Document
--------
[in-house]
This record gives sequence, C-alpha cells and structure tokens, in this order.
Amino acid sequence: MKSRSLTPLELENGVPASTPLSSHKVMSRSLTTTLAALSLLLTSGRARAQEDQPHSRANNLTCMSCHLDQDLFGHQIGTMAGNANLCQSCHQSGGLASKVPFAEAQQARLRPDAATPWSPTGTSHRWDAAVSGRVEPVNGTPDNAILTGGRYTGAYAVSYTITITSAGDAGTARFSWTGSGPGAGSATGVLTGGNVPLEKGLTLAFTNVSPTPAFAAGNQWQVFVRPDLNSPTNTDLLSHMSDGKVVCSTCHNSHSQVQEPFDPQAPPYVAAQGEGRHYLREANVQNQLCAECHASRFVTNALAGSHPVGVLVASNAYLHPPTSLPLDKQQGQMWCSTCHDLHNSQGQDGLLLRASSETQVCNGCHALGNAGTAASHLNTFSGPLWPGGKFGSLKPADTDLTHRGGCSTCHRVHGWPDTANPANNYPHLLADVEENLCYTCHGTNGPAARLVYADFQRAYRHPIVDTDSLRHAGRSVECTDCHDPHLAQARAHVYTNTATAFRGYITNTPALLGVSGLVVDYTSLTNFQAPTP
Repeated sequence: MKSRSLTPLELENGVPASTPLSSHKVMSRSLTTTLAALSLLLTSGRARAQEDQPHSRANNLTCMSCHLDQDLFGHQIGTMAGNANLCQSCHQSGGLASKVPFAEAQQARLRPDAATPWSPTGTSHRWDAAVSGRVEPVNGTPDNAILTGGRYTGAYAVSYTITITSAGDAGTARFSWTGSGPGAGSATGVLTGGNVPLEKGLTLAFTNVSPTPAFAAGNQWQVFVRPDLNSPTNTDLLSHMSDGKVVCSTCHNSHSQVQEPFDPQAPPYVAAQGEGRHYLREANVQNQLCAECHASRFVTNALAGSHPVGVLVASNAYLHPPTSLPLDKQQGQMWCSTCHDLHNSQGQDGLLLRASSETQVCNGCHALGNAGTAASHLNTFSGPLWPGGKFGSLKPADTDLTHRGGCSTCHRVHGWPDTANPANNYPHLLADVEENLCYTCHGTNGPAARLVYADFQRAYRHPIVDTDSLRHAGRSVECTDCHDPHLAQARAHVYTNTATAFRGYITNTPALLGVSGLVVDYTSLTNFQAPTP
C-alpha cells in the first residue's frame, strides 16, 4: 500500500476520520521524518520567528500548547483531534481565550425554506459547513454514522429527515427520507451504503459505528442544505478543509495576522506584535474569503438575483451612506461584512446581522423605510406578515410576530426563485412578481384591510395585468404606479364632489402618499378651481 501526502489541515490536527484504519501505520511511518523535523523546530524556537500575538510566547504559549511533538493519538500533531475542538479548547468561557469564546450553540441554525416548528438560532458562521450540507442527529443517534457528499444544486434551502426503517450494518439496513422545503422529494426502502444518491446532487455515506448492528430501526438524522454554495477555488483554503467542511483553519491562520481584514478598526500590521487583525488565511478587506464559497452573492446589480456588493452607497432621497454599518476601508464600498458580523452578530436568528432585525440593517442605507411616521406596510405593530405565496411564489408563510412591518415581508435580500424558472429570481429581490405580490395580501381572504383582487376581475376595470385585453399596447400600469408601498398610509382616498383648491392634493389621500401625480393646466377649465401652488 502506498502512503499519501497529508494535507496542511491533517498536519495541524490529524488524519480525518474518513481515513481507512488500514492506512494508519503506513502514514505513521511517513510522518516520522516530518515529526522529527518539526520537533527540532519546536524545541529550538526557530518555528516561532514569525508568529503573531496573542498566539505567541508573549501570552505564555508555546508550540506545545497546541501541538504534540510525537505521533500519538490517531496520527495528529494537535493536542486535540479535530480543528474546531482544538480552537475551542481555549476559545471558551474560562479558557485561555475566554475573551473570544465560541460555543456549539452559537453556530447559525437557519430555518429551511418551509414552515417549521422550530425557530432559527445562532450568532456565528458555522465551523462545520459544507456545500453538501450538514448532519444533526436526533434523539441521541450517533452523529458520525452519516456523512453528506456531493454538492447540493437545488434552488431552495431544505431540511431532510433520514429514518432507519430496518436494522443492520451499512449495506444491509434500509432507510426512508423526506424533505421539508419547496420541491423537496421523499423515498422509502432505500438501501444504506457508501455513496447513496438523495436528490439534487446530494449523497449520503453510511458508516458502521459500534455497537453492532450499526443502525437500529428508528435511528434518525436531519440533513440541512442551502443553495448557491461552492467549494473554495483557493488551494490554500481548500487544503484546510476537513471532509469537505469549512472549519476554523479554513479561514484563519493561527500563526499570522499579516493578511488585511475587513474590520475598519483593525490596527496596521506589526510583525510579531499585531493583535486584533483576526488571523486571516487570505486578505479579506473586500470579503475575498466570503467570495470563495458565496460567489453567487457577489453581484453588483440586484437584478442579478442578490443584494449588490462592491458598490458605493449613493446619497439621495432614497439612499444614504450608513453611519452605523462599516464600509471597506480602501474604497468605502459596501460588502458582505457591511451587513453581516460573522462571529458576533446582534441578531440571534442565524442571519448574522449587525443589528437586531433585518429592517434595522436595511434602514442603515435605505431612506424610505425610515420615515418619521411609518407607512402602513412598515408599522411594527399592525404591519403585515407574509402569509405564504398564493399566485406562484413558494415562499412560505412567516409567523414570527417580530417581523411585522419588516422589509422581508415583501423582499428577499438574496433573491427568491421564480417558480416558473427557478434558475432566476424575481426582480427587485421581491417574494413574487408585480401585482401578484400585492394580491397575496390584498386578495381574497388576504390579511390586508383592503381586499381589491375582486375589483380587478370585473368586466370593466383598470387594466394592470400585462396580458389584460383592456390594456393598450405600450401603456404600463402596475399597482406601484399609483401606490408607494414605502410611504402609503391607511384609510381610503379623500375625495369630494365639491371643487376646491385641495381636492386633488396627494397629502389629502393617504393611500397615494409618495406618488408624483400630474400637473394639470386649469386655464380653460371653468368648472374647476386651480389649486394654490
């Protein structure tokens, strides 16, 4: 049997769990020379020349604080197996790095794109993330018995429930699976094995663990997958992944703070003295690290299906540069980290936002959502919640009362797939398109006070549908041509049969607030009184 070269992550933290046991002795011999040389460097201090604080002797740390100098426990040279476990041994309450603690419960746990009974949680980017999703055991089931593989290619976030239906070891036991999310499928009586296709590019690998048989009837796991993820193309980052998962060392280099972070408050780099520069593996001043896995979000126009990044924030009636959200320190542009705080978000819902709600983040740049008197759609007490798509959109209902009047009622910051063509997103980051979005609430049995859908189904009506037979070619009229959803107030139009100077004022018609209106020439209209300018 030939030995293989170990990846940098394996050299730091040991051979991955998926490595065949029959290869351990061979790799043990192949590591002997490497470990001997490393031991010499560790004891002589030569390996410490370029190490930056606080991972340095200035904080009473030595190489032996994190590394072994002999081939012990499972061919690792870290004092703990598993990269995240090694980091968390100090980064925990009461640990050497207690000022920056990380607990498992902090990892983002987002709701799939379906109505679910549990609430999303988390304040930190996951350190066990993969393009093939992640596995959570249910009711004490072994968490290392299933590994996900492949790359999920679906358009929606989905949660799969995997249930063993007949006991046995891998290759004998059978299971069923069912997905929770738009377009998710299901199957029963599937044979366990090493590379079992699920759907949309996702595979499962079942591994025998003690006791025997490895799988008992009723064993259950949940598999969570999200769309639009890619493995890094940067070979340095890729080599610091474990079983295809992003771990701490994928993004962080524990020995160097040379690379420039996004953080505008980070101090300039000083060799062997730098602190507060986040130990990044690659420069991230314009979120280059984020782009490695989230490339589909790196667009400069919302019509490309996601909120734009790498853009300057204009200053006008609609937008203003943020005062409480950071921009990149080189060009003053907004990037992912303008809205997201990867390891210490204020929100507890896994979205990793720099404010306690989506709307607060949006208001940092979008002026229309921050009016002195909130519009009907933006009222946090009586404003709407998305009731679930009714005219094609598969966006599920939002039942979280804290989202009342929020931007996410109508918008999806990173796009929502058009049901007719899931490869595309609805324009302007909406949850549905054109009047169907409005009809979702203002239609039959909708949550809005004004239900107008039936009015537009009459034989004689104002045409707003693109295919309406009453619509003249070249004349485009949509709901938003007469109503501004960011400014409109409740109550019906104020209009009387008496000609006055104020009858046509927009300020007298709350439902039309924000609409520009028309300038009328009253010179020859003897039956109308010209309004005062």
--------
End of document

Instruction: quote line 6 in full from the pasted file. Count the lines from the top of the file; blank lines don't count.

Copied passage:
């Protein structure tokens, strides 16, 4: 049997769990020379020349604080197996790095794109993330018995429930699976094995663990997958992944703070003295690290299906540069980290936002959502919640009362797939398109006070549908041509049969607030009184 070269992550933290046991002795011999040389460097201090604080002797740390100098426990040279476990041994309450603690419960746990009974949680980017999703055991089931593989290619976030239906070891036991999310499928009586296709590019690998048989009837796991993820193309980052998962060392280099972070408050780099520069593996001043896995979000126009990044924030009636959200320190542009705080978000819902709600983040740049008197759609007490798509959109209902009047009622910051063509997103980051979005609430049995859908189904009506037979070619009229959803107030139009100077004022018609209106020439209209300018 030939030995293989170990990846940098394996050299730091040991051979991955998926490595065949029959290869351990061979790799043990192949590591002997490497470990001997490393031991010499560790004891002589030569390996410490370029190490930056606080991972340095200035904080009473030595190489032996994190590394072994002999081939012990499972061919690792870290004092703990598993990269995240090694980091968390100090980064925990009461640990050497207690000022920056990380607990498992902090990892983002987002709701799939379906109505679910549990609430999303988390304040930190996951350190066990993969393009093939992640596995959570249910009711004490072994968490290392299933590994996900492949790359999920679906358009929606989905949660799969995997249930063993007949006991046995891998290759004998059978299971069923069912997905929770738009377009998710299901199957029963599937044979366990090493590379079992699920759907949309996702595979499962079942591994025998003690006791025997490895799988008992009723064993259950949940598999969570999200769309639009890619493995890094940067070979340095890729080599610091474990079983295809992003771990701490994928993004962080524990020995160097040379690379420039996004953080505008980070101090300039000083060799062997730098602190507060986040130990990044690659420069991230314009979120280059984020782009490695989230490339589909790196667009400069919302019509490309996601909120734009790498853009300057204009200053006008609609937008203003943020005062409480950071921009990149080189060009003053907004990037992912303008809205997201990867390891210490204020929100507890896994979205990793720099404010306690989506709307607060949006208001940092979008002026229309921050009016002195909130519009009907933006009222946090009586404003709407998305009731679930009714005219094609598969966006599920939002039942979280804290989202009342929020931007996410109508918008999806990173796009929502058009049901007719899931490869595309609805324009302007909406949850549905054109009047169907409005009809979702203002239609039959909708949550809005004004239900107008039936009015537009009459034989004689104002045409707003693109295919309406009453619509003249070249004349485009949509709901938003007469109503501004960011400014409109409740109550019906104020209009009387008496000609006055104020009858046509927009300020007298709350439902039309924000609409520009028309300038009328009253010179020859003897039956109308010209309004005062």